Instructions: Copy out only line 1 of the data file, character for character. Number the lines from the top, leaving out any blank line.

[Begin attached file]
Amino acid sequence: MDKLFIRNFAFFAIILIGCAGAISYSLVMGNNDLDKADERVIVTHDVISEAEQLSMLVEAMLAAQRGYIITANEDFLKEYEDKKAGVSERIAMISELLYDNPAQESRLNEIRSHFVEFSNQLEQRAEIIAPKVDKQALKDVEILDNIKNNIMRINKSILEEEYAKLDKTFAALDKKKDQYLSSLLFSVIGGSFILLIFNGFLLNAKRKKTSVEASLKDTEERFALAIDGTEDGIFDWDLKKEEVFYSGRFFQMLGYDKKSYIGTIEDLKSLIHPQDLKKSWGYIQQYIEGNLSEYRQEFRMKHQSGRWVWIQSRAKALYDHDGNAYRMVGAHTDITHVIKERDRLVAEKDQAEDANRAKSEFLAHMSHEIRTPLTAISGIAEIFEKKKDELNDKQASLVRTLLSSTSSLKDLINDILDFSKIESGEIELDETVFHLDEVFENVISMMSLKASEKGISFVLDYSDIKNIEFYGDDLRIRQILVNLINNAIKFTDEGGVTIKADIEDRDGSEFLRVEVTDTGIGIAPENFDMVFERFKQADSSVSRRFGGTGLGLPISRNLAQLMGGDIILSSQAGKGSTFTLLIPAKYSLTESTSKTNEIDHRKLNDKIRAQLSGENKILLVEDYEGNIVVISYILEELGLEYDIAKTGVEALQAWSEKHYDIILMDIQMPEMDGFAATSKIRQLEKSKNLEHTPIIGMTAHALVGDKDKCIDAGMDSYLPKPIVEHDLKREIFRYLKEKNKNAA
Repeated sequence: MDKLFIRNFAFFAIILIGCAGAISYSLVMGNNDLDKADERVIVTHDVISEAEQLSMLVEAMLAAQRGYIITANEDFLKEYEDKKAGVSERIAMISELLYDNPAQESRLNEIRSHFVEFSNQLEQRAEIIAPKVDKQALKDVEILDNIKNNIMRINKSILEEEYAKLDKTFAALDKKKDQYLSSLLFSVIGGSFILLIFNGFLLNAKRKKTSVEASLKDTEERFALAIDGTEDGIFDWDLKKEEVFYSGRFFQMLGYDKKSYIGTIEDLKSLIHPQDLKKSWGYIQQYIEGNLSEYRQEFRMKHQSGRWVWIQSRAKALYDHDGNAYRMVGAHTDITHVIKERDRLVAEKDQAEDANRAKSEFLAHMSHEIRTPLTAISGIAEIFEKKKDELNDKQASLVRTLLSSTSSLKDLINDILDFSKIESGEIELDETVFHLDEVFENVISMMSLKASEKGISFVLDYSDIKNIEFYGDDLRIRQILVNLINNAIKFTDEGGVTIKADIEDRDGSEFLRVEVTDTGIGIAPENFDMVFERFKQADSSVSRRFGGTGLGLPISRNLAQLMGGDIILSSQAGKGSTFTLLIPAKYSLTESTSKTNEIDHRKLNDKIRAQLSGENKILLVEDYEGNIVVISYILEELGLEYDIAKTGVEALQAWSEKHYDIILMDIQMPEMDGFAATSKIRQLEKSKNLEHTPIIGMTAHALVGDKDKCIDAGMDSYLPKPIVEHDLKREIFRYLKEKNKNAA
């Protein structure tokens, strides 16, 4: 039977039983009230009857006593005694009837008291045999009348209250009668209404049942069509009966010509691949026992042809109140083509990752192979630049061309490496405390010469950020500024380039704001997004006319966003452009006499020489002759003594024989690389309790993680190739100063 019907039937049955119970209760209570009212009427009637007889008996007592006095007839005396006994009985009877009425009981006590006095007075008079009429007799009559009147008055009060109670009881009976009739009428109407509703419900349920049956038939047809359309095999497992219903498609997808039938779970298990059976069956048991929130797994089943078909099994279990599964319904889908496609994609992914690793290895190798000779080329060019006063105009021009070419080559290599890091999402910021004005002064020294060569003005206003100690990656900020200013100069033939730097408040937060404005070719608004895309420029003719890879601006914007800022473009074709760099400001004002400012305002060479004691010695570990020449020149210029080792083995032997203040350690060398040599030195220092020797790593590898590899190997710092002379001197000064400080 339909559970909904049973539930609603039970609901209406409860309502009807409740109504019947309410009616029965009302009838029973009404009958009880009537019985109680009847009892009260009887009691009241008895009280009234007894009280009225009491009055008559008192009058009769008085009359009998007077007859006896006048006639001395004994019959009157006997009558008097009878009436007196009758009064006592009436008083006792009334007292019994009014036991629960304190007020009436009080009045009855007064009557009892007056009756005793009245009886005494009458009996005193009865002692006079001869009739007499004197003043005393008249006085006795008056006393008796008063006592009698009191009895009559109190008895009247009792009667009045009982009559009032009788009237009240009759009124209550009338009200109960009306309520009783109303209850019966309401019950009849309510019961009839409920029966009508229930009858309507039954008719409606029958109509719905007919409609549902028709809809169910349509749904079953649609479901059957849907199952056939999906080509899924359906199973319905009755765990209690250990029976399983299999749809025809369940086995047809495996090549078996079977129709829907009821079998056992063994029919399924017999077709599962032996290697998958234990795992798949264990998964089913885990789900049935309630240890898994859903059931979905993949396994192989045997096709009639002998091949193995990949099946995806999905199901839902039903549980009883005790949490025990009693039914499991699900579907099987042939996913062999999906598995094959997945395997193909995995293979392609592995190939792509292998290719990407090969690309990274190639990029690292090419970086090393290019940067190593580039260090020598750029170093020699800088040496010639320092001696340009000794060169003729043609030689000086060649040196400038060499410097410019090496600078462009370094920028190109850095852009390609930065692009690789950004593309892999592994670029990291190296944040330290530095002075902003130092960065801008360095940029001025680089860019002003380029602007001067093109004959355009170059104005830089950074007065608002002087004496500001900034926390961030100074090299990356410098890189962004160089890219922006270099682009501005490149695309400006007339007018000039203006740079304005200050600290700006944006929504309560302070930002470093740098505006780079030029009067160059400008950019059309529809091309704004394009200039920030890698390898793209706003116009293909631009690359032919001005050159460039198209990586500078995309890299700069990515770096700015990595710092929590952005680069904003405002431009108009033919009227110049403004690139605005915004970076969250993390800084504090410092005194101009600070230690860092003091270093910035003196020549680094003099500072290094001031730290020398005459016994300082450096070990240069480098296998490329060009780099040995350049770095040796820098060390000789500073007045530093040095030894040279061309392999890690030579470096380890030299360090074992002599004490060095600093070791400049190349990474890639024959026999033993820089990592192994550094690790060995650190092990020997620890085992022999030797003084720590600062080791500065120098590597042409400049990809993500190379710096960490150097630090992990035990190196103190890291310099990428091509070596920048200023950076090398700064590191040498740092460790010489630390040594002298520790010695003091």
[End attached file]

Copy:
Amino acid sequence: MDKLFIRNFAFFAIILIGCAGAISYSLVMGNNDLDKADERVIVTHDVISEAEQLSMLVEAMLAAQRGYIITANEDFLKEYEDKKAGVSERIAMISELLYDNPAQESRLNEIRSHFVEFSNQLEQRAEIIAPKVDKQALKDVEILDNIKNNIMRINKSILEEEYAKLDKTFAALDKKKDQYLSSLLFSVIGGSFILLIFNGFLLNAKRKKTSVEASLKDTEERFALAIDGTEDGIFDWDLKKEEVFYSGRFFQMLGYDKKSYIGTIEDLKSLIHPQDLKKSWGYIQQYIEGNLSEYRQEFRMKHQSGRWVWIQSRAKALYDHDGNAYRMVGAHTDITHVIKERDRLVAEKDQAEDANRAKSEFLAHMSHEIRTPLTAISGIAEIFEKKKDELNDKQASLVRTLLSSTSSLKDLINDILDFSKIESGEIELDETVFHLDEVFENVISMMSLKASEKGISFVLDYSDIKNIEFYGDDLRIRQILVNLINNAIKFTDEGGVTIKADIEDRDGSEFLRVEVTDTGIGIAPENFDMVFERFKQADSSVSRRFGGTGLGLPISRNLAQLMGGDIILSSQAGKGSTFTLLIPAKYSLTESTSKTNEIDHRKLNDKIRAQLSGENKILLVEDYEGNIVVISYILEELGLEYDIAKTGVEALQAWSEKHYDIILMDIQMPEMDGFAATSKIRQLEKSKNLEHTPIIGMTAHALVGDKDKCIDAGMDSYLPKPIVEHDLKREIFRYLKEKNKNAA